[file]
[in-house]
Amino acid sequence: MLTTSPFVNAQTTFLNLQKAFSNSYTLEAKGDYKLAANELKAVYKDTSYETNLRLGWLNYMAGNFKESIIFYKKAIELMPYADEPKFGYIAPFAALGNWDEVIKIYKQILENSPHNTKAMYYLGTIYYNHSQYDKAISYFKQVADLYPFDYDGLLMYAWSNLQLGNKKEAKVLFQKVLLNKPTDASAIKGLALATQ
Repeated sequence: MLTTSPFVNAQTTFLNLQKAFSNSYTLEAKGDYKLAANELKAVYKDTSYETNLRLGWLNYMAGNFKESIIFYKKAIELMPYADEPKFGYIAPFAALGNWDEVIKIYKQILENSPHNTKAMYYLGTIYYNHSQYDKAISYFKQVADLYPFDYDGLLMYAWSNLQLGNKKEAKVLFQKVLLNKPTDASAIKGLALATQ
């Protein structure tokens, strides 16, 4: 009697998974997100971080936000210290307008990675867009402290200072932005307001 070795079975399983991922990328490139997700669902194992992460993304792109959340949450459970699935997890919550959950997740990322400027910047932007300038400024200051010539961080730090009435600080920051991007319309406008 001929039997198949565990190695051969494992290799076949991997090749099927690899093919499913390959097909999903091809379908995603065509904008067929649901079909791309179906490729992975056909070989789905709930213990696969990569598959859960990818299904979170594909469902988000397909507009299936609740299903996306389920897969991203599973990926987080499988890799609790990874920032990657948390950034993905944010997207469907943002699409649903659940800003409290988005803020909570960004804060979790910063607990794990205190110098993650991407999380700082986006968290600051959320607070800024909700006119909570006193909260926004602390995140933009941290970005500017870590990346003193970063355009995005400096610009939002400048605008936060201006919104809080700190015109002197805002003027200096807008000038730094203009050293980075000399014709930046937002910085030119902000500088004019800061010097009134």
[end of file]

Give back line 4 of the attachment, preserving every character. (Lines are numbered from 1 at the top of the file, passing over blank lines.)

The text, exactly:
């Protein structure tokens, strides 16, 4: 009697998974997100971080936000210290307008990675867009402290200072932005307001 070795079975399983991922990328490139997700669902194992992460993304792109959340949450459970699935997890919550959950997740990322400027910047932007300038400024200051010539961080730090009435600080920051991007319309406008 001929039997198949565990190695051969494992290799076949991997090749099927690899093919499913390959097909999903091809379908995603065509904008067929649901079909791309179906490729992975056909070989789905709930213990696969990569598959859960990818299904979170594909469902988000397909507009299936609740299903996306389920897969991203599973990926987080499988890799609790990874920032990657948390950034993905944010997207469907943002699409649903659940800003409290988005803020909570960004804060979790910063607990794990205190110098993650991407999380700082986006968290600051959320607070800024909700006119909570006193909260926004602390995140933009941290970005500017870590990346003193970063355009995005400096610009939002400048605008936060201006919104809080700190015109002197805002003027200096807008000038730094203009050293980075000399014709930046937002910085030119902000500088004019800061010097009134």